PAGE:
“Do you still believe that killing Turkish diplomats was justified?”. Sarop checks his watch. “Until 1915, my family used to live in a large farm. My grandfather, surviving the genocide, ate sand in the Iraqi desert during the deportation before finding himself in a filthy shed in Beirut”. The pace of his voice speeds up: “But nobody cried for those tragedies then. I’m sure not going to cry the death of Turkish officials today. Armed struggle, right or wrong, is now over, anyway. And we obtained a lot. Many Countries have recognized the genocide and others will. However – Sarop is already standing up – the souls of the hundreds of thousands of victims of the genocide are still marching in lines on the Anatolian plateaus, awaiting justice. I swore I would never walk that land as long as it is occupied by the Turks, but you are free to go there. Go, you will still find the dead souls.”
From my diary, October 6th
Sarop comes out of the office annoyed for having to prove the moral legitimacy of his armed group’s operations. In war, indeed, one principle stands, by which the end justifies the means. As for the ongoing uprising in Syria, he himself admitted: “I hold strong resentment towards the Assad dynasty, it owes me ten years of my life. But in this moment, its regime is the only one that can protect the Armenian minority in Syria. Until alternatives are found, it is good for the situation not to evolve”. Victims and murderers hold hands.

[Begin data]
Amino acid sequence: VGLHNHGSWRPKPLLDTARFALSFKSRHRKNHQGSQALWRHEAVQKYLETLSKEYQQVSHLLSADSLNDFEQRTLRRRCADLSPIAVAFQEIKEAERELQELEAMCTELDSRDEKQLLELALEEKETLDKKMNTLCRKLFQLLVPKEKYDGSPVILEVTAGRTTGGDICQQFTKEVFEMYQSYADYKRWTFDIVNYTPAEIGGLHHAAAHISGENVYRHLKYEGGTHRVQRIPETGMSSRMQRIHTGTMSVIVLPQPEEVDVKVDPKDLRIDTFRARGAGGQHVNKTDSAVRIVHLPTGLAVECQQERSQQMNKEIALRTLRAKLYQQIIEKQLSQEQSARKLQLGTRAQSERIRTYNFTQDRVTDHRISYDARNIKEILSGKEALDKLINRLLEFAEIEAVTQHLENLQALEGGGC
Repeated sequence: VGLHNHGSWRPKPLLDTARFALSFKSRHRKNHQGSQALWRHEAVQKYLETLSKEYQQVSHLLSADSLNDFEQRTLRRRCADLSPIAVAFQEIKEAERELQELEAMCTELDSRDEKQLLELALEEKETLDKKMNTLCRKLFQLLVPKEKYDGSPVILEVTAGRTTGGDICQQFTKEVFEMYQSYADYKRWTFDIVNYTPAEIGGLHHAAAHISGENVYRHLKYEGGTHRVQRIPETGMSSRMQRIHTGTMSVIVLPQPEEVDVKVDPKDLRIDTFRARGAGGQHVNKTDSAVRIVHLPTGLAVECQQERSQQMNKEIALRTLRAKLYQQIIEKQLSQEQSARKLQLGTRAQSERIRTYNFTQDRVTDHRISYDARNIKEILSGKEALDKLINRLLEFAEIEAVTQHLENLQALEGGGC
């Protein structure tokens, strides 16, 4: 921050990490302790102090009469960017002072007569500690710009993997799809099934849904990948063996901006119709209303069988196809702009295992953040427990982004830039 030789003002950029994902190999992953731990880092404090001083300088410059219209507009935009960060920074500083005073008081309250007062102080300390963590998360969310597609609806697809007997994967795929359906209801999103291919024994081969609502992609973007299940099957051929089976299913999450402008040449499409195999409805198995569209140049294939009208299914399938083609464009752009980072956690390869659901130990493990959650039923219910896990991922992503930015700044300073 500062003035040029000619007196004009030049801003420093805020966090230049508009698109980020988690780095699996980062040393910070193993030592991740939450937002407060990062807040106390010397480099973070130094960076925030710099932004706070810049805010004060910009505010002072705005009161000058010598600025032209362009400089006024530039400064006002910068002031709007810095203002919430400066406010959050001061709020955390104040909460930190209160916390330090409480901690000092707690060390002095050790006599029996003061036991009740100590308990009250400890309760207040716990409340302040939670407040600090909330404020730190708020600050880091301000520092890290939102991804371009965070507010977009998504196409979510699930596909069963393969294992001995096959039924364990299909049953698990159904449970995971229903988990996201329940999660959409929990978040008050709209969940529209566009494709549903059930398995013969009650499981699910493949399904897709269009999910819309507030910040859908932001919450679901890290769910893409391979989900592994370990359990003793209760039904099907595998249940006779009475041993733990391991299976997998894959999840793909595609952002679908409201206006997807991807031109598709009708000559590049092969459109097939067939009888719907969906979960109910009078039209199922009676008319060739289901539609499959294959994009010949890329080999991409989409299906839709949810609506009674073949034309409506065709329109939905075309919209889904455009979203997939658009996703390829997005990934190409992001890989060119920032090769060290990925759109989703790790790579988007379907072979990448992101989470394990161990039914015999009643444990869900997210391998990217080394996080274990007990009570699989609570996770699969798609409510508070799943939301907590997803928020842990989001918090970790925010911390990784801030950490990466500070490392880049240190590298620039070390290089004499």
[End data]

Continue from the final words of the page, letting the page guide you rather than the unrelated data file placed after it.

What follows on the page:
Rafi takes me back through the streets of Burj Hammoud. Signs, road signs, merchants screaming: all in Armenian, as if to tie again a knot to the thread of continuity between this community and its origins, a thread that history cut off a century ago. Plaster coming off the walls reveals hails of bullets that riddled the quarter in 20 years of civil war, even though the Armenians had declared their neutrality right from the beginning. “Rafi, did you believe in the armed fighting too?” The alleys finally open on Dawra and all of a sudden Rafi stops: “Right in this spot, there was a small market where they sold Kalashnikovs and grenades. On that street” he points at one of Dawra’s tangents, “my brother was killed by a bomb. Sarop was shot by a running car in front of those bar tables. He made it thanks to his bodyguard’s sacrifice. You understand what Sarop meant when he said that war only speaks one language?”
The taxi is leaving Dawra, where history has left the story melting with the present. My thoughts are on the challenge Sarop cast when he left: “The ghosts of my people still roam in the wind of the Anatolian plateau. Go, you will still find them there”.
This article is published with the courtesy of Osservatorio Balcani e Caucaso.